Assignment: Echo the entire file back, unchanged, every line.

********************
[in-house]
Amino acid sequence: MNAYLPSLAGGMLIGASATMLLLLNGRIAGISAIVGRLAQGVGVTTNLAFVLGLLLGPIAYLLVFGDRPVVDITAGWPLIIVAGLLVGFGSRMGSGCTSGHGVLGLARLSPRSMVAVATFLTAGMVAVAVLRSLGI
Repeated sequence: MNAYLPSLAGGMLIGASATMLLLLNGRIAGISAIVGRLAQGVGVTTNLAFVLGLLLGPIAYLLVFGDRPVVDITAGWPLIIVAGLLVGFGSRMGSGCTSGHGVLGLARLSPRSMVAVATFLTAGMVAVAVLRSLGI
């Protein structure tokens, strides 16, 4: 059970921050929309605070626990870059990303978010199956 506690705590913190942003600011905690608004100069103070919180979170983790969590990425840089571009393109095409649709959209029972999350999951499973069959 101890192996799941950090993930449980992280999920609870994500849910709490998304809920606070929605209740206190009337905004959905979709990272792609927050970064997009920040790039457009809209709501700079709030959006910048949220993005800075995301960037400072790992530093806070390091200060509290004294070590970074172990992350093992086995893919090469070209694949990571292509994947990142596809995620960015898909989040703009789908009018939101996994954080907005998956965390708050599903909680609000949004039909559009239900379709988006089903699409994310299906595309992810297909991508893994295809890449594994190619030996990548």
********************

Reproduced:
[in-house]
Amino acid sequence: MNAYLPSLAGGMLIGASATMLLLLNGRIAGISAIVGRLAQGVGVTTNLAFVLGLLLGPIAYLLVFGDRPVVDITAGWPLIIVAGLLVGFGSRMGSGCTSGHGVLGLARLSPRSMVAVATFLTAGMVAVAVLRSLGI
Repeated sequence: MNAYLPSLAGGMLIGASATMLLLLNGRIAGISAIVGRLAQGVGVTTNLAFVLGLLLGPIAYLLVFGDRPVVDITAGWPLIIVAGLLVGFGSRMGSGCTSGHGVLGLARLSPRSMVAVATFLTAGMVAVAVLRSLGI
């Protein structure tokens, strides 16, 4: 059970921050929309605070626990870059990303978010199956 506690705590913190942003600011905690608004100069103070919180979170983790969590990425840089571009393109095409649709959209029972999350999951499973069959 101890192996799941950090993930449980992280999920609870994500849910709490998304809920606070929605209740206190009337905004959905979709990272792609927050970064997009920040790039457009809209709501700079709030959006910048949220993005800075995301960037400072790992530093806070390091200060509290004294070590970074172990992350093992086995893919090469070209694949990571292509994947990142596809995620960015898909989040703009789908009018939101996994954080907005998956965390708050599903909680609000949004039909559009239900379709988006089903699409994310299906595309992810297909991508893994295809890449594994190619030996990548």